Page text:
Andrew B. Sommerman Wants You to Vote
Why the Dallas attorney tackled Texas’ tough election-ID law
Published in 2016 Texas Super Lawyers magazine
By Marc Ramirez on September 6, 2016
Andrew B. Sommerman believes every nun should be allowed to vote.
Well, sure. Who would think otherwise?
The state of Texas, it turns out, if they don’t have a specific form of ID, such as a driver’s license, U.S. passport or certificate of citizenship. That can be a problem for some nuns who don’t drive or have other accepted forms of identification. It can also be an obstacle for low-income voters who don’t own cars, and for Texas women who change their names when they get married or divorced.
Sommerman, a partner at Sommerman McCaffity & Quesada in Dallas, has led one of two attacks against the state’s voter-ID law, one of the strictest in the nation. His is still in the works, but the other case earned a thumbs-down for the ID law in July from the U.S. 5th Circuit Court of Appeals.
“Folks say [the voter ID law is] a small impediment,” says Sommerman, who normally handles wrongful-death and defective-product cases. “Like, `Everybody’s got a driver’s license, so what’s the problem?’ But that’s simply not true. It really affects women dramatically.”
The law was passed in 2011 but took effect two years later, when the U.S. Supreme Court tossed out the Voting Rights Act mandate, which barred states with a history of racial discrimination from altering the voting process without federal OK.
Sommerman filed the original suit in Dallas District Court on behalf of Judge Lawrence “Larry” Meyers, senior judge on the Texas Court of Criminal Appeals. Dallas election clerk Myrtis Evans was added as a plaintiff after she detailed repressive effects she said the law was having on voters.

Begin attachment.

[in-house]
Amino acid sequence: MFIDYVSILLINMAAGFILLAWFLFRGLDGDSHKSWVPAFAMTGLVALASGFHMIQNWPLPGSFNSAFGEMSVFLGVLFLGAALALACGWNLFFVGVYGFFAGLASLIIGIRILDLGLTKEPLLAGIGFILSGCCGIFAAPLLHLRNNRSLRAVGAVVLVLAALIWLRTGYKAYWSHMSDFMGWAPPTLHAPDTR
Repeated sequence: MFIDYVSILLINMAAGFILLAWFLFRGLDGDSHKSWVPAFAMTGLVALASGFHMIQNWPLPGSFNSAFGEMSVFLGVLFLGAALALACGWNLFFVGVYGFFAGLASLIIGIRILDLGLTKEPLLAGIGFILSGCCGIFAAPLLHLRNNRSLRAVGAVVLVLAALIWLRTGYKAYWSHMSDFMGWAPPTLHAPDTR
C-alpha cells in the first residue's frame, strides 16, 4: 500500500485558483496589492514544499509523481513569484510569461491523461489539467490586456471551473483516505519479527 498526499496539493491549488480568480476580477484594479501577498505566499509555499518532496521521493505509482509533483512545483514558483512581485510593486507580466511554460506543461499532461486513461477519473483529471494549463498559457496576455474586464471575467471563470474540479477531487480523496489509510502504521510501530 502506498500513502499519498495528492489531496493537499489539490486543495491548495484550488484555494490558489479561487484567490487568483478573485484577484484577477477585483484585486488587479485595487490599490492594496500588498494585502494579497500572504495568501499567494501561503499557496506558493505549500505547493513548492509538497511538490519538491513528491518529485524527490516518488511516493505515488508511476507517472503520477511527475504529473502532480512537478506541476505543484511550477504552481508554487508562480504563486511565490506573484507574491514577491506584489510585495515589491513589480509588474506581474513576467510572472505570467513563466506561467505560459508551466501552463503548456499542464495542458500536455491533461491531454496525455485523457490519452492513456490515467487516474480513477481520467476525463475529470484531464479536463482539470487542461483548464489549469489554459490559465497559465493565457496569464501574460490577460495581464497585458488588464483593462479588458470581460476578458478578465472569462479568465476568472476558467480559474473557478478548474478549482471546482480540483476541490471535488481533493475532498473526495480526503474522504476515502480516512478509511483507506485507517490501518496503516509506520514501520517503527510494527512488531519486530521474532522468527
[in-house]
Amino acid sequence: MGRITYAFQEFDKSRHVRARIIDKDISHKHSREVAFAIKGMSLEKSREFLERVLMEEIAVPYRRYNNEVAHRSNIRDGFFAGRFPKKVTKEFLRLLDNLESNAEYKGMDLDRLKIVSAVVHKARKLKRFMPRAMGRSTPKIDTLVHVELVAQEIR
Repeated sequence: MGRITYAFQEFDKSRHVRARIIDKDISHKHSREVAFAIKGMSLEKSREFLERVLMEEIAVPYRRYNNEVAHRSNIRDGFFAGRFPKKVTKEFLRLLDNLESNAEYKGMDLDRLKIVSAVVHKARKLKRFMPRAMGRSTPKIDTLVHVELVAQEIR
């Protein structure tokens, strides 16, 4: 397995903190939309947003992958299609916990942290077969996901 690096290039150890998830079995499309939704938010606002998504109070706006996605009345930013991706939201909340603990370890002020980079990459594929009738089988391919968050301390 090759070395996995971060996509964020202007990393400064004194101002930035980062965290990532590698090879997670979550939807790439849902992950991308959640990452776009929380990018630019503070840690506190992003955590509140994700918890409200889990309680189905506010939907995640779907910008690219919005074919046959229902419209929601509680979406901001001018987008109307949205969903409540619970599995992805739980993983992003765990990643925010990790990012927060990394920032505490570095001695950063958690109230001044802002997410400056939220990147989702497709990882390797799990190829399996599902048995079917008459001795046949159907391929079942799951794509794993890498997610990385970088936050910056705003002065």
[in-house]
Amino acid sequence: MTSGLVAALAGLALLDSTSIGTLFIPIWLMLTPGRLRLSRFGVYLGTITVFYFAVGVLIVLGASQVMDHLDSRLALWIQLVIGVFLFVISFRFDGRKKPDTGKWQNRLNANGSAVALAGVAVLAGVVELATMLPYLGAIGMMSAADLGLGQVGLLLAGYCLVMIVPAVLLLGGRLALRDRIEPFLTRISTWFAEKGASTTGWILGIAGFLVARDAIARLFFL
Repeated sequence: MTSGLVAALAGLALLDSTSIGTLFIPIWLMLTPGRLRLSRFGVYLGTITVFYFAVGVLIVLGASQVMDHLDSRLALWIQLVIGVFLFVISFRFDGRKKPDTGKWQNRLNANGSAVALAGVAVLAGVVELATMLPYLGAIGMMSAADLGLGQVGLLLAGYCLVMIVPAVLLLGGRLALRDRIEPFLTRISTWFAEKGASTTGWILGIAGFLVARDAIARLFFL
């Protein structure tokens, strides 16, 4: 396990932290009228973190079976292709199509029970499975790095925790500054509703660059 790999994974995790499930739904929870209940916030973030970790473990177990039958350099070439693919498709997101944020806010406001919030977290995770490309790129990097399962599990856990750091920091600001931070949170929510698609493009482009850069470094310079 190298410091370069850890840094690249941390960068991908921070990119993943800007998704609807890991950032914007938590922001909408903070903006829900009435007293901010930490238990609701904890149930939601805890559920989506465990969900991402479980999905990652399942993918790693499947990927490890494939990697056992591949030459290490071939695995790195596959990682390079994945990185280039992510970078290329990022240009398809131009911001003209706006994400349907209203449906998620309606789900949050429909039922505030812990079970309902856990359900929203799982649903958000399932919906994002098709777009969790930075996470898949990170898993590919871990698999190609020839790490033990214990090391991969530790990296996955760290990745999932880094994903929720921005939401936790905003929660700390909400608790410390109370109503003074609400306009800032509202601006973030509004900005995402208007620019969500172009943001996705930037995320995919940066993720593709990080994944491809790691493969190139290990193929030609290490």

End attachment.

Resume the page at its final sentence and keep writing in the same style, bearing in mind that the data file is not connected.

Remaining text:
It was Meyers who brought the situation with the nuns to Sommerman’s attention. The judge noted that a number of nuns at his church had no driver’s licenses or other forms of ID. “They said to him, `We want to vote. What can you do for us?’ And, as he put it, ‘We’re going to presume the nice nuns are guilty of voter fraud?’
“I imagine those demographics are not huge, but they’re still entitled to vote.”
The trial court in 2016 found in the plaintiffs’ favor in Sommerman’s case, but supporters claimed Meyers had no standing without showing injury. The case went to the Dallas Court of Appeals, which wanted more evidence about affected voters. Sommerman dropped the suit in early May but planned to refile with more clients and evidence.
“Until there is a final decision [on the other case] by the Supreme Court or no further appeals, our fight will continue,” says Sommerman, who earned his J.D. from South Texas College of Law.
Sommerman thinks any potential voter qualifies as an injured party. He likens it to poll taxes: “It’s the same thing here—my clients have to go to the DMV and stand in line in order to vote, so that’s an impediment. We feel like they have clear standing.”
People can also have issues if they move and don’t change the address on the rolls.
The other case against the voter-ID law, filed by the U.S Department of Justice on behalf of Rep. Marc Veasey (D-Texas), the League of United Latin American Citizens and others, says the law violates the 1965 Voting Rights Act by muffling the state’s minority vote. The 5th Circuit Court sent the law back to the trial court for modifications.
“It will not end voter ID or the fight to eliminate voter ID,” notes Sommerman. “I hope the [trial] court will fashion a remedy that allows all who have name changes and [the] poor or the elderly, who don’t have easy access to such IDs, to have their right to vote returned to them.”
2014 was the 1st election after the state’s voter-ID law took effect
2014 – 33.7% percent of registered voters
24.99% percent of voting-age residents
2010 – 38% of registered voters
27% of voting-age residents
2016 – 22.1% of voting-age residents voted in Texas
28.5% of voting-age residents voted nationwide (as of June 10)
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